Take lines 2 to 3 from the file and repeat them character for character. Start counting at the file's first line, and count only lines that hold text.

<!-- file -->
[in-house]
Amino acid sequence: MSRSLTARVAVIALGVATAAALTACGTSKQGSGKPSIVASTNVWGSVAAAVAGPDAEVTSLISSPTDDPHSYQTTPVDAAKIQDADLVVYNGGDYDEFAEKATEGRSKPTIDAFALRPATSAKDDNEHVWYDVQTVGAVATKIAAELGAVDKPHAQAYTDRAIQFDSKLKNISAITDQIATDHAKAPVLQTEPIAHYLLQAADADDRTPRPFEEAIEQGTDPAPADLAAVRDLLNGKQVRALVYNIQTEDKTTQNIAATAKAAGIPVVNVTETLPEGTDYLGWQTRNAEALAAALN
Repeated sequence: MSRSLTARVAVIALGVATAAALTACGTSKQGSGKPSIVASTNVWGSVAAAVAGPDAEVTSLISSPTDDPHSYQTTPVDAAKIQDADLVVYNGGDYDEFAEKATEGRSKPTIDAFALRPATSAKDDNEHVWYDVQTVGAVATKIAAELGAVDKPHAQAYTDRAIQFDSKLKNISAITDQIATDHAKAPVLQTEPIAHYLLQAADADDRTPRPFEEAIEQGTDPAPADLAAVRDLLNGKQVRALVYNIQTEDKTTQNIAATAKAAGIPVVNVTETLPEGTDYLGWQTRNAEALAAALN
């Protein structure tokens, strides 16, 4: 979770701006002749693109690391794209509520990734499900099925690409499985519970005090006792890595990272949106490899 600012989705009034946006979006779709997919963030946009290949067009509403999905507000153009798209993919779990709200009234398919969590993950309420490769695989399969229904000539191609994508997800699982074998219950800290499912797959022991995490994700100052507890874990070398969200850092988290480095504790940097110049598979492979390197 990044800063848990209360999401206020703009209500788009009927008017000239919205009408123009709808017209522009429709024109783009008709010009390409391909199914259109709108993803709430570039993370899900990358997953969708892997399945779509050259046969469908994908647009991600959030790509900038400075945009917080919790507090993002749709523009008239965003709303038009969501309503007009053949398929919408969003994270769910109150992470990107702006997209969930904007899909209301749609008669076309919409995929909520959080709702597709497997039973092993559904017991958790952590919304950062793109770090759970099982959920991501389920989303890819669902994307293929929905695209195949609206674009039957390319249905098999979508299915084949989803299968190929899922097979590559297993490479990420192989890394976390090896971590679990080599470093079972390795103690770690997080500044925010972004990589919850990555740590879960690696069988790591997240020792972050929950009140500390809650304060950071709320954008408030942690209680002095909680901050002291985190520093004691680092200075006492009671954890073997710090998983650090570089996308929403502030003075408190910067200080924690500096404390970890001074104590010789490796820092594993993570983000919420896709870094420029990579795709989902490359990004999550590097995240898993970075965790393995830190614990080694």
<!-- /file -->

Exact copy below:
Amino acid sequence: MSRSLTARVAVIALGVATAAALTACGTSKQGSGKPSIVASTNVWGSVAAAVAGPDAEVTSLISSPTDDPHSYQTTPVDAAKIQDADLVVYNGGDYDEFAEKATEGRSKPTIDAFALRPATSAKDDNEHVWYDVQTVGAVATKIAAELGAVDKPHAQAYTDRAIQFDSKLKNISAITDQIATDHAKAPVLQTEPIAHYLLQAADADDRTPRPFEEAIEQGTDPAPADLAAVRDLLNGKQVRALVYNIQTEDKTTQNIAATAKAAGIPVVNVTETLPEGTDYLGWQTRNAEALAAALN
Repeated sequence: MSRSLTARVAVIALGVATAAALTACGTSKQGSGKPSIVASTNVWGSVAAAVAGPDAEVTSLISSPTDDPHSYQTTPVDAAKIQDADLVVYNGGDYDEFAEKATEGRSKPTIDAFALRPATSAKDDNEHVWYDVQTVGAVATKIAAELGAVDKPHAQAYTDRAIQFDSKLKNISAITDQIATDHAKAPVLQTEPIAHYLLQAADADDRTPRPFEEAIEQGTDPAPADLAAVRDLLNGKQVRALVYNIQTEDKTTQNIAATAKAAGIPVVNVTETLPEGTDYLGWQTRNAEALAAALN